Firefighting and Marketing?

Jan. 10, 2006
This column is part of what I have learned about marketing in the private sector and in the fire service. My purpose is to contribute to the fire and life safety services by bringing an understanding and awareness of its purposes, actions and results to the citizens and institutions it protects; to expand this mission globally to societies at risk with a goal of protecting them from the threat of fire and other disasters.

EDITORS NOTE: Fire Service Marketing ICS, a new monthly column by Ben May will cover the marketing aspects of the fire service that firefighters normally associate with businesses or corporations. Marketing for the fire service is a key insturement when trying to obtain new equipment and appartus or financing training programs. You can discuss marketing ideas in the Forums at Public Information & Media Relations .

You may love the fact that you are a firefighter. You may gain an inner satisfaction knowing that you work with some of the most intelligent, highly motivated and caring people you have ever known. You may glow with an inner pride when you and your sister firefighters have returned from a successful "knockdown." You may swell with satisfaction after having known that your department rescued a trapped citizen who will forever remember your firefighters' professionalism and care. You may know that your public educators really made a difference after delivering a prevention message that really got through to a group of citizens or children.

But, if you do not understand the importance of marketing as a discipline or how to use it as a tool everyday, you may not have the privilege of continuing do be a firefighter in the manner you have come to love. And love is really the key word isn't it? Many years ago a great Lebanese poet, Kalil Gibran said that, "work is love made visible." Wouldn't you say that applies directly to what we do for our fellow citizens and ourselves? If we are not able to understand and apply the principles of marketing, we may not be able to share that love-for what we do and why we do it.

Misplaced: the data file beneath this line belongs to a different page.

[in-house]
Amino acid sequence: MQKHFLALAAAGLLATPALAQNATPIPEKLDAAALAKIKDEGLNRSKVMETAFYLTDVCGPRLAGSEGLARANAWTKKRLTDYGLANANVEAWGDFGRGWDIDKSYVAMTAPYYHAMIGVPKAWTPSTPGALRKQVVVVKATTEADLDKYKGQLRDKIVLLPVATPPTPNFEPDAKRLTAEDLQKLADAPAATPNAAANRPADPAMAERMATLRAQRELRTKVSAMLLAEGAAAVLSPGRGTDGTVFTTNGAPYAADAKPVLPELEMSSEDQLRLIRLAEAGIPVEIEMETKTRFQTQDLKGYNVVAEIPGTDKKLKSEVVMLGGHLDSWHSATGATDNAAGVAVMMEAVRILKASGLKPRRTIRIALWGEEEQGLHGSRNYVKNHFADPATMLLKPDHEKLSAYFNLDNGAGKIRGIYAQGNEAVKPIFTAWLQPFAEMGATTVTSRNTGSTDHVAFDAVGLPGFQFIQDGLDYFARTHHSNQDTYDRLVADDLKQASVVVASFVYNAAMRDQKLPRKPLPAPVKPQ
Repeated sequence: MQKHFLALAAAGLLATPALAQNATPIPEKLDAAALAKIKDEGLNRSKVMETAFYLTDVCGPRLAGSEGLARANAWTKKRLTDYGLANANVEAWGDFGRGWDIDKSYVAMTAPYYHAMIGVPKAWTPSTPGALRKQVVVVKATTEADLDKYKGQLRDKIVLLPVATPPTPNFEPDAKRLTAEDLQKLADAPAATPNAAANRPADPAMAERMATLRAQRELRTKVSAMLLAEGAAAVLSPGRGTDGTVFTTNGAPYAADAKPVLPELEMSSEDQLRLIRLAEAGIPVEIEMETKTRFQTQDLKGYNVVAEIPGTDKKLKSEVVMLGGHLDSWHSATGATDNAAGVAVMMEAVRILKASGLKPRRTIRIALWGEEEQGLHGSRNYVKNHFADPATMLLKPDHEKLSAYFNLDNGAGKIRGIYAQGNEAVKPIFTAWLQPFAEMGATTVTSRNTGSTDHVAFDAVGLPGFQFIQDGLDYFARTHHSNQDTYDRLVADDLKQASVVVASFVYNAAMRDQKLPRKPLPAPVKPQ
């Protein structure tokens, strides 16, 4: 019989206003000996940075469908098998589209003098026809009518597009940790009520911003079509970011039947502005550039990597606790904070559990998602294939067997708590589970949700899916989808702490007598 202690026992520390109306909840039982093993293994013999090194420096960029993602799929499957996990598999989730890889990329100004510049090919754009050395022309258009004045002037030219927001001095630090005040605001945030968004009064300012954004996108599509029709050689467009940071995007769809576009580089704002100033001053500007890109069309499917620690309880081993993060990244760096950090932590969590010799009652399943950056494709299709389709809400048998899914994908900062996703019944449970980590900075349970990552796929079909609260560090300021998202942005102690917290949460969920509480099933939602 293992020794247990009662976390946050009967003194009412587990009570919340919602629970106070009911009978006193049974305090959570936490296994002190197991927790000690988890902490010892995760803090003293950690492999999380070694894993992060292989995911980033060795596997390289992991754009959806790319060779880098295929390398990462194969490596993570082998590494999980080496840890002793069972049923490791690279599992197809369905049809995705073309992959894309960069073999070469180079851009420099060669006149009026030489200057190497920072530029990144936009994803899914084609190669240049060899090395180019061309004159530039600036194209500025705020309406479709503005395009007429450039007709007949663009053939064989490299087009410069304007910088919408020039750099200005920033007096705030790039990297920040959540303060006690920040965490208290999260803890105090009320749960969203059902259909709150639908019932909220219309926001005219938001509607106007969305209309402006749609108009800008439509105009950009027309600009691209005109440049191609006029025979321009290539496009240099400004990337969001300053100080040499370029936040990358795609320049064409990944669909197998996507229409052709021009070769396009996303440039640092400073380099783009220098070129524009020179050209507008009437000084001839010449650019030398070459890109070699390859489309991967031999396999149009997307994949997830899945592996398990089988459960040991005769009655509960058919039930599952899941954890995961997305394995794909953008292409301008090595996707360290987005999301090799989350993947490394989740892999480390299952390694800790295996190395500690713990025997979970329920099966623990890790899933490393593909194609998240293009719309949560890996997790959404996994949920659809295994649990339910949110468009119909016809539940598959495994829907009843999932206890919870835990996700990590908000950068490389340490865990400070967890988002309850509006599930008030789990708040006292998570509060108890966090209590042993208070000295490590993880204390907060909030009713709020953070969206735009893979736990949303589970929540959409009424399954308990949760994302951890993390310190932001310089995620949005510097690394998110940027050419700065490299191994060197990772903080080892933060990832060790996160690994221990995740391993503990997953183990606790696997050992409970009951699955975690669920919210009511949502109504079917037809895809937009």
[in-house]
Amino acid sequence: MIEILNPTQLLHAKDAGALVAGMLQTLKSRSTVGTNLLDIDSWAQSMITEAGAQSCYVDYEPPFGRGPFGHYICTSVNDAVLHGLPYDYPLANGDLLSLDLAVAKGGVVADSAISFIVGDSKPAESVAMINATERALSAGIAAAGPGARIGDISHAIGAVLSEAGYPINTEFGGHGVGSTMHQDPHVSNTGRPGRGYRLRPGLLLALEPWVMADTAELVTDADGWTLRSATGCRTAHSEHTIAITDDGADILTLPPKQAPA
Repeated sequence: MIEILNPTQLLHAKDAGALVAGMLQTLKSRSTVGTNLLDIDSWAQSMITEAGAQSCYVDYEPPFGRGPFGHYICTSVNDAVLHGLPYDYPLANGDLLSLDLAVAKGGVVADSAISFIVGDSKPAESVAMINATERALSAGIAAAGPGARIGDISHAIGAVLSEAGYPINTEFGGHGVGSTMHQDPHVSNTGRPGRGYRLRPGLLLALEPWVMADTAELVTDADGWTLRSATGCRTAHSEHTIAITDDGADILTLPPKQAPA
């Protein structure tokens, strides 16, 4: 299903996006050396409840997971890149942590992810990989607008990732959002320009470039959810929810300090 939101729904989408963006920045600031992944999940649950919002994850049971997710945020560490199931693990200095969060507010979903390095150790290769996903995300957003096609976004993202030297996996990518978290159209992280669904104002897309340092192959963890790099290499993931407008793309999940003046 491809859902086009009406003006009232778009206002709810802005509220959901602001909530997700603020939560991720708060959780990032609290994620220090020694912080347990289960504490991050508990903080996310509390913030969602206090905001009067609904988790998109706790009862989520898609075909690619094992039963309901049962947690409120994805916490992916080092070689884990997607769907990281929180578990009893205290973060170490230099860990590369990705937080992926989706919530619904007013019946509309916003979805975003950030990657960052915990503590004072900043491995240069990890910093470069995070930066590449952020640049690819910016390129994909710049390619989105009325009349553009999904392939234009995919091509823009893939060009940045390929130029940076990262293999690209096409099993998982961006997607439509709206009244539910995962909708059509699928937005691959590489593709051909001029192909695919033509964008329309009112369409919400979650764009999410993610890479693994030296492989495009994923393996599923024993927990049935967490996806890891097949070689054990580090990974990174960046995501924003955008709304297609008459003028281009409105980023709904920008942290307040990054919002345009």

First, let me tell you a story so we can understand each other a little better if we are going to talk to each other, and why you might want to read this column. Over 50 years ago I was a little Jewish kid in Oklahoma City. Being a Jewish kid in Oklahoma was strange enough. Being a Jewish kid who wanted to be a fire fighter was down right weird! My parents divorced when I was six and my father had me on the weekends. He would always say: "Benji, where do you want to go this weekend?" I would say,"Fire station number one on California Street." That's where I met Ben Dancy, a firefighter's fire chief and one of the best in the history of the Oklahoma City Fire Department. Dad and I would visit every fire station in the city each weekend until we came to the last one. Then dad would say, "OK, Benji where do you want to go next weekend?" "Fire station number one, of course." And so it went every year. Raising an only child alone, my mom tried to encourage anything I did; at least until I was 15 years old when she sent me to Casady, a prep school in Oklahoma City. After graduating from Casady, she asked me where I wanted to go to college. Oklahoma State University, naturally, for a degree in Fire Protection Technology so I would have a great start in my career as a firefighter. That's when my mother and I had one of those "talks." "Benji, Jewish boys aren't firemen. They are doctors, lawyers or merchants, but not firefighters." I sent you to Casady to make something of yourself, not to be a firefighter."

What happened after that is the next part of a story that might bore most people. Maybe I will share it later if enough people are interested. It's been a long way from Casady to being a firefighter in Montgomery County, MD, to a fire commissioner in Woodinville, WA, to working for a mouse.

Voice Your Opinion!

To join the conversation, and become an exclusive member of Firehouse, create an account today!